Halak shutout makes Sabres wait on division title

Halak, who shut out Philadelphia 1-0 Friday, had 29 saves against the playoff-bound Sabres for his fifth shutout of the season.

"I'm definitely going to enjoy the moment," Halak told reporters, "but there's always some luck involved, too. The Sabres did hit a few posts."

The Slovakian Olympian became the first Canadiens player in four years to post shutouts on consecutive nights.

"I think everyone deserves credit," said Halak. "We just played two tough games and the guys didn't give the Flyers or the Sabres any good scoring chances. They were constantly blocking shots, they didn't give them anything."

Ryan O'Byrne, Tom Pyatt and Sergei Kostitsyn scored to keep Montreal in contention for a post-season berth.

O'Byrne, who scored in the first period, had not collected an NHL goal since March 2008. Pyatt had his second of the season.

"Having your goalie play the way Jaro is right now is big for all of us but especially for a defenseman," said O'Byrne.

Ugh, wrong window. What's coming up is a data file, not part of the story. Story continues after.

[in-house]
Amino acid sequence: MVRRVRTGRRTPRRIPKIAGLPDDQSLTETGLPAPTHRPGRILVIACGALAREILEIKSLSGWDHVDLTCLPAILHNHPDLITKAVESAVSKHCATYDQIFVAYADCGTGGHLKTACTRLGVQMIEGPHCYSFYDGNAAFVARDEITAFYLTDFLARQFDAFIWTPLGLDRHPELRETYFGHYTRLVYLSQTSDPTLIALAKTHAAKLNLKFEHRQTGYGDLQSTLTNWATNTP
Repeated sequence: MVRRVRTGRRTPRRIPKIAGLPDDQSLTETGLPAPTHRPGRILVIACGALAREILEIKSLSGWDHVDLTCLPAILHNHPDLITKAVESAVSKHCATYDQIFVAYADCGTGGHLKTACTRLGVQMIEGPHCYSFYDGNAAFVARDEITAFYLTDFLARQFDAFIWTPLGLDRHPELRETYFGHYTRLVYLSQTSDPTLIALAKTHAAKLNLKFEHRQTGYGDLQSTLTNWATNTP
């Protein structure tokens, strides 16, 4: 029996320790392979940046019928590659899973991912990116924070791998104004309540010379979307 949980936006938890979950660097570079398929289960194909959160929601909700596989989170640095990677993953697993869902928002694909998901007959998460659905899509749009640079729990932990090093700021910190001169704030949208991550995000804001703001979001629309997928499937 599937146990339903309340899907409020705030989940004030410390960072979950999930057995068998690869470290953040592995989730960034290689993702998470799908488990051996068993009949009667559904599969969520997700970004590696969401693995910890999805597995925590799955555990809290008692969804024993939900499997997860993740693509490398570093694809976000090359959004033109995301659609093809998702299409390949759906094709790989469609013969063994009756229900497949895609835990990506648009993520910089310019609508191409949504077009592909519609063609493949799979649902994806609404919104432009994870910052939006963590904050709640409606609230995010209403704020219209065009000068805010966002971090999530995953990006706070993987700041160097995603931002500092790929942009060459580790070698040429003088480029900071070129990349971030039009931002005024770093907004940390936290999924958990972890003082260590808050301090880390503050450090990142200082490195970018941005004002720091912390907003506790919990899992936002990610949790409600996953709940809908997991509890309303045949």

"Knowing how strong he's been back there allows us to just make plays and not worry about him making saves.

"His confidence has seeped into all of our games I think."

Buffalo lead the Northeast with 96 points, with third-placed Montreal pulling within five points of No. 2 Ottawa (91).

Sabres netminder Ryan Miller finished with 35 saves.

Buffalo captain Craig Rivet was upset by his team's performance.

"It's pathetic," said Rivet.

"They (Montreal) played a playoff game and gave everything they had, and we looked like a bunch of guys that wanted to wait and hopefully win a hockey game."

The Canadiens' style had also hindered Buffalo, said Rivet.

"They do a very good job of clogging up their neutral zone," he noted. "They've got five guys in front of the puck all the time."

Also Saturday, the Nashville Pedators claimed a Western Conference playoff spot with a 4-3 overtime victory over the Detroit Red Wings when Ryan Suter scored with 16 seconds to play.

(Reporting by Gene Cherry in Salvo, North Carolina; Editing by Peter Rutherford)